Opinion – COVID-19 Proves That We Never Were Resilient

Over the course of the last two decades we have been told that we needed to become more resilient. The promise of security was no longer tenable. The world had become too complex to manage. Threats — from floods to terrorism to financial crises — were too unpredictable to foresee in advance. Resilience was a necessity because dangers could no longer be predicted and prevented. Instead, we needed to ensure that, when (not if) crises occurred, we, as a society, could ‘bounce-back’ quickly and efficiently to normal.

To its critics, resilience meant an abdication of the state’s duty to provide security, an offloading of responsibilities from the state onto individuals and organizations, and a neoliberalization of security. Individuals, organizations and businesses were to be responsibilized to prepare and potentially respond to risks themselves. Leaders were encouraged to discard top-down models of command and control, devolve decision-making and harness self-organization from the bottom-up.

NGOs and International Organizations pushed the resilience agenda onto developing nations as a precondition for security and development.  As the discourse of resilience became linked to an ever-expanding range of contemporary problems — from food security to the opioid crisis to climate change to overparenting — a veritable industry was established in providing resilience-measurement tools, designing resilience contingency plans, delivering resilience training, and marketing resilience solutions. In (what we were told) was an exceptionally dangerous and uncertain world, resilience promised to provide a modicum of certainty and security: that we could simply bounce-back to normality.

What the COVID-19 catastrophe has made abundantly clear is that we were never really resilient. For all the talk of ‘building resilience’, for all the policies devised to advance this new agenda, for all the money invested in the design of ‘resilience solutions’, the current crisis revealed in spectacular fashion just how fragile, rigid and vulnerable our societies had become.

Today, the health systems we are relying on are stretched beyond capacity after years of underfunding and neglect. The just-in-time supply lines, through which we have organized ourselves economically, are failing to deliver the most essential goods – including groceries, PPE, and health equipment (such as test kits and ventilators). The government is (once again) being asked to step in to direct manage and provide relief for entire sectors of the economy that are unable to simply bounce-back or locate a new normal.

It’s not that we had not yet become resilient enough. It’s that years of neoliberalism have sapped our resilience, leaving the very systems we rely on to support life in the 21st century completely incapable of responding to a major disruption. In focusing on ‘innovative’ solutions, the resilience agenda completely failed to address longstanding problems within our societies leading to knock-on effects which amplify the severity of the crisis. In the developing world, inequities of access to resources, persistent problems of national indebtedness, corruption and clientelism, oligopolistic global market structures and the starkly uneven legacies of structural adjustment undermine the capacity for robust state responses.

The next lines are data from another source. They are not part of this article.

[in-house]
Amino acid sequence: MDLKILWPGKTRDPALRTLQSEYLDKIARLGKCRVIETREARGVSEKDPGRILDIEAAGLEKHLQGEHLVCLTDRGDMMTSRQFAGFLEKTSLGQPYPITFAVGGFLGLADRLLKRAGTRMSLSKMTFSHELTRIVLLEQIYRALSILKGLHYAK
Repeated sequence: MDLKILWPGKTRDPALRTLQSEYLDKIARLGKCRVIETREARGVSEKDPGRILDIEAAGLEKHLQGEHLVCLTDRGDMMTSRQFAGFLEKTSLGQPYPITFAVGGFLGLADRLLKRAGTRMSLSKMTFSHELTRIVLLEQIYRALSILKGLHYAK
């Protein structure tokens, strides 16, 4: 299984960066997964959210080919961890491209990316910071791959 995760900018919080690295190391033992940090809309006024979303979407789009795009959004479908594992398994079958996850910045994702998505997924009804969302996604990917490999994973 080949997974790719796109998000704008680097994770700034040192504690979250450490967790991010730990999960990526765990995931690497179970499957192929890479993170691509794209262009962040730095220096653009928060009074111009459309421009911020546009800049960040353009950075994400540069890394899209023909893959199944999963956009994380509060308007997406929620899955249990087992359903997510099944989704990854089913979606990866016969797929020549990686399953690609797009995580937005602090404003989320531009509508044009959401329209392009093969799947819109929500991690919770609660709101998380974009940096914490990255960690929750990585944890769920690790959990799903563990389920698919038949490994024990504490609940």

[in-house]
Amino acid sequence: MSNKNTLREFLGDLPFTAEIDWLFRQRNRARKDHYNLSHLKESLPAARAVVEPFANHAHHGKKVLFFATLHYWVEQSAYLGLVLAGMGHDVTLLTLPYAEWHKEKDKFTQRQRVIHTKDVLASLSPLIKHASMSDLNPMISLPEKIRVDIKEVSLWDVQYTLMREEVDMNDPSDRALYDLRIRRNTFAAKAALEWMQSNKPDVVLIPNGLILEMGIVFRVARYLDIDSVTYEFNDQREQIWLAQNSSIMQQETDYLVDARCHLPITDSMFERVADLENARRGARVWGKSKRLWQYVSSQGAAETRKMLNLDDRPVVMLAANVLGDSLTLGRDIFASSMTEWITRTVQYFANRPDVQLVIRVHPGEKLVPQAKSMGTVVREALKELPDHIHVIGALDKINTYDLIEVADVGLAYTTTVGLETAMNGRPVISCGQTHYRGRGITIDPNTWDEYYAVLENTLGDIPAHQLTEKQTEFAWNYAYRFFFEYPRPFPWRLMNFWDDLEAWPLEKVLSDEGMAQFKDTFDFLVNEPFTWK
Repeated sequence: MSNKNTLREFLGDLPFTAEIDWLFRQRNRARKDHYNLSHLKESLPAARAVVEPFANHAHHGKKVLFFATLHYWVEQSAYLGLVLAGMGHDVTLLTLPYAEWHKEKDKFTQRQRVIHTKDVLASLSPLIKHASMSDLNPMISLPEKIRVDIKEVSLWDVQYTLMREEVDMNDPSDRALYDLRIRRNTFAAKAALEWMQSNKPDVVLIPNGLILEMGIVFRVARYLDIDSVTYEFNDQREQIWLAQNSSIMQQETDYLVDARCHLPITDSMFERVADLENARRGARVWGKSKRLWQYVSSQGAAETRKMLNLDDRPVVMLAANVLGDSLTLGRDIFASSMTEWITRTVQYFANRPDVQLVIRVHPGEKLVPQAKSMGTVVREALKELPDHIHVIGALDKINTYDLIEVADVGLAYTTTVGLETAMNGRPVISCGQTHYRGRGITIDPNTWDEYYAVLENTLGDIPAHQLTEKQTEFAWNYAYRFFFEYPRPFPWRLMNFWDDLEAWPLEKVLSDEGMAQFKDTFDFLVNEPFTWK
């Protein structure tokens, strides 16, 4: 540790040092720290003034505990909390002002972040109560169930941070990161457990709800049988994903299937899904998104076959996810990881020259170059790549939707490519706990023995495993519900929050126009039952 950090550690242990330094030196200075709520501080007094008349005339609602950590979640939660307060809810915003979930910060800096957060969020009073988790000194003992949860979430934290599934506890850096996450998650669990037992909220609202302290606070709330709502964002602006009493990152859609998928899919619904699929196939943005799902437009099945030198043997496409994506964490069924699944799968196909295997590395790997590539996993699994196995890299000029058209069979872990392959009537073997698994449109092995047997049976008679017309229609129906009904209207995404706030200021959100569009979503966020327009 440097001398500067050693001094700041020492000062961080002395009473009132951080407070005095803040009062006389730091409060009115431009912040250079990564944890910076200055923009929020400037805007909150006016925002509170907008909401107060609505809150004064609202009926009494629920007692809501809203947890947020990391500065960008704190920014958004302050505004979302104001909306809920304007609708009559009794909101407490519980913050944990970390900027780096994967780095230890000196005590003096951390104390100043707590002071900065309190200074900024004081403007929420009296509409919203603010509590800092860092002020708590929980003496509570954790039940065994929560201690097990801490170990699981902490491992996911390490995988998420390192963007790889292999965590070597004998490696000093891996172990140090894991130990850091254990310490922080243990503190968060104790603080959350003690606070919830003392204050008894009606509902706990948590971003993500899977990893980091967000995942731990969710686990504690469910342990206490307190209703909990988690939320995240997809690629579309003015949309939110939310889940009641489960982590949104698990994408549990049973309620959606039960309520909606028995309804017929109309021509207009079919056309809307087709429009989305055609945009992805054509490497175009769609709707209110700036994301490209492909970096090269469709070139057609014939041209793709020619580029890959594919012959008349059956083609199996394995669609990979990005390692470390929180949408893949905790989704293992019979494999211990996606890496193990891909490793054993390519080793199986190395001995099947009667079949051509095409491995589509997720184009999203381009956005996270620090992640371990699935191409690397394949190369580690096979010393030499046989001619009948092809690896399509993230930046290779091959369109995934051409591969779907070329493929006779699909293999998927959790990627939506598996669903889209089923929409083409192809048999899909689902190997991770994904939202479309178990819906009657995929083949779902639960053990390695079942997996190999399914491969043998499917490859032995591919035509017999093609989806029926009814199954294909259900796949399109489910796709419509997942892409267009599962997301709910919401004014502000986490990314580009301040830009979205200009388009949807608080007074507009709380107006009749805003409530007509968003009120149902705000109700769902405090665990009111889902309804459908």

The sense of ‘security’ fostered by the ubiquity of claims to resilience has been shattered by COVID-19. We were never resilient. In the wake of this tragedy, we will need to account for the failure of resilience to live up to its promise. This means addressing the myriad failures of systems we rely upon to support our way of life to respond, in a resilient fashion, to COVID-19. To simply restore a ‘normality’ based on precarious supply chains, underfunded public services, political marginalisation, and economic precarity would be a terrible disservice to all those who lost their lives and their livelihoods over the course of this disaster.

True resilience cannot be provided on the cheap.  Neoliberalism has (once again) proven it cannot deliver resilience. Instead, it has been directly responsible for eroding our resilience and endangering us. We cannot simply return to ‘normal’ if this means allowing neoliberalism to bounce-back. Instead, what is required is the cultivation of a new ‘normal’— one in which resilience is decoupled from neoliberal agendas of growth and greed, and refocused on rebuilding sustainable systems that reduce the likelihood of crises (large and small) occurring, address social and economic stressors which exacerbate these events, and provide adequate social security when do occur.

Our ability to respond to future events will be dependent on how we bounce-back from this one. We may still prove resilient yet.

Further Reading on E-International Relations

Please Consider Donating

Before you download your free e-book, please consider donating to support open access publishing.

E-IR is an independent non-profit publisher run by an all volunteer team. Your donations allow us to invest in new open access titles and pay our bandwidth bills to ensure we keep our existing titles free to view. Any amount, in any currency, is appreciated. Many thanks!

Donations are voluntary and not required to download the e-book - your link to download is below.


Get our weekly email